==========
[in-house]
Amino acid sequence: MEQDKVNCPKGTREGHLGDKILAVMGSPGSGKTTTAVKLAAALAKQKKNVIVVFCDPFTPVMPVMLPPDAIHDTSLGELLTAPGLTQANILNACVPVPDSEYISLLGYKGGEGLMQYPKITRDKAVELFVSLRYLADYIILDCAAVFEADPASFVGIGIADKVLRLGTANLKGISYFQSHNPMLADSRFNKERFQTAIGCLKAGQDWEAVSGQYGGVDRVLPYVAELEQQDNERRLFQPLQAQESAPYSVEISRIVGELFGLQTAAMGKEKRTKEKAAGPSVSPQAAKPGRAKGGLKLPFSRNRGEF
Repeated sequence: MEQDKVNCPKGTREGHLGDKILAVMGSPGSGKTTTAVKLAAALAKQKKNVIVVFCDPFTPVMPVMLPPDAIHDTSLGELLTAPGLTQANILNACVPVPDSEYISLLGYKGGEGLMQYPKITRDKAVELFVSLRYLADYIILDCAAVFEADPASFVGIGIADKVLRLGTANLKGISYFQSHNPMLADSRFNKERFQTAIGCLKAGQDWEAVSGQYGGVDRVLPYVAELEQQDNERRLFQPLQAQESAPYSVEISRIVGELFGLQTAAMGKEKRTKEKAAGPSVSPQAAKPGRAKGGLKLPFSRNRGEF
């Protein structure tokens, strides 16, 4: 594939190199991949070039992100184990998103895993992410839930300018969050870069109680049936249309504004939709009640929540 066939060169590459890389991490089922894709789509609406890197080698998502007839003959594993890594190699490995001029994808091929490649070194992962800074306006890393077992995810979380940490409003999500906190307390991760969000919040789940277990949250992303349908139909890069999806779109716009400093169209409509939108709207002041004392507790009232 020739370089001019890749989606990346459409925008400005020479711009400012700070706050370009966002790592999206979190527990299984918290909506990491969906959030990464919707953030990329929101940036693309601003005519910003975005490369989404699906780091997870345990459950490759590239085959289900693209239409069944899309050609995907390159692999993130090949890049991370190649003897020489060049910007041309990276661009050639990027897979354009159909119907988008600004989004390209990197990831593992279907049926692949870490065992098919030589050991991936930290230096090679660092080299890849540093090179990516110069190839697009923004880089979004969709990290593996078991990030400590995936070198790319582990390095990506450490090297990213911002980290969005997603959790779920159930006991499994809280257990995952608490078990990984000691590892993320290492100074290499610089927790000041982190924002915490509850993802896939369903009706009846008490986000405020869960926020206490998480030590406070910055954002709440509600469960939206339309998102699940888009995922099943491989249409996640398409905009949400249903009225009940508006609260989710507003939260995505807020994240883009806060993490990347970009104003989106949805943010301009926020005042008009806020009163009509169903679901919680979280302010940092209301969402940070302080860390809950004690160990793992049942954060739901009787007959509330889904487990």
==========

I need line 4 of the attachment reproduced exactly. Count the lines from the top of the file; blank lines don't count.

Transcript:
């Protein structure tokens, strides 16, 4: 594939190199991949070039992100184990998103895993992410839930300018969050870069109680049936249309504004939709009640929540 066939060169590459890389991490089922894709789509609406890197080698998502007839003959594993890594190699490995001029994808091929490649070194992962800074306006890393077992995810979380940490409003999500906190307390991760969000919040789940277990949250992303349908139909890069999806779109716009400093169209409509939108709207002041004392507790009232 020739370089001019890749989606990346459409925008400005020479711009400012700070706050370009966002790592999206979190527990299984918290909506990491969906959030990464919707953030990329929101940036693309601003005519910003975005490369989404699906780091997870345990459950490759590239085959289900693209239409069944899309050609995907390159692999993130090949890049991370190649003897020489060049910007041309990276661009050639990027897979354009159909119907988008600004989004390209990197990831593992279907049926692949870490065992098919030589050991991936930290230096090679660092080299890849540093090179990516110069190839697009923004880089979004969709990290593996078991990030400590995936070198790319582990390095990506450490090297990213911002980290969005997603959790779920159930006991499994809280257990995952608490078990990984000691590892993320290492100074290499610089927790000041982190924002915490509850993802896939369903009706009846008490986000405020869960926020206490998480030590406070910055954002709440509600469960939206339309998102699940888009995922099943491989249409996640398409905009949400249903009225009940508006609260989710507003939260995505807020994240883009806060993490990347970009104003989106949805943010301009926020005042008009806020009163009509169903679901919680979280302010940092209301969402940070302080860390809950004690160990793992049942954060739901009787007959509330889904487990």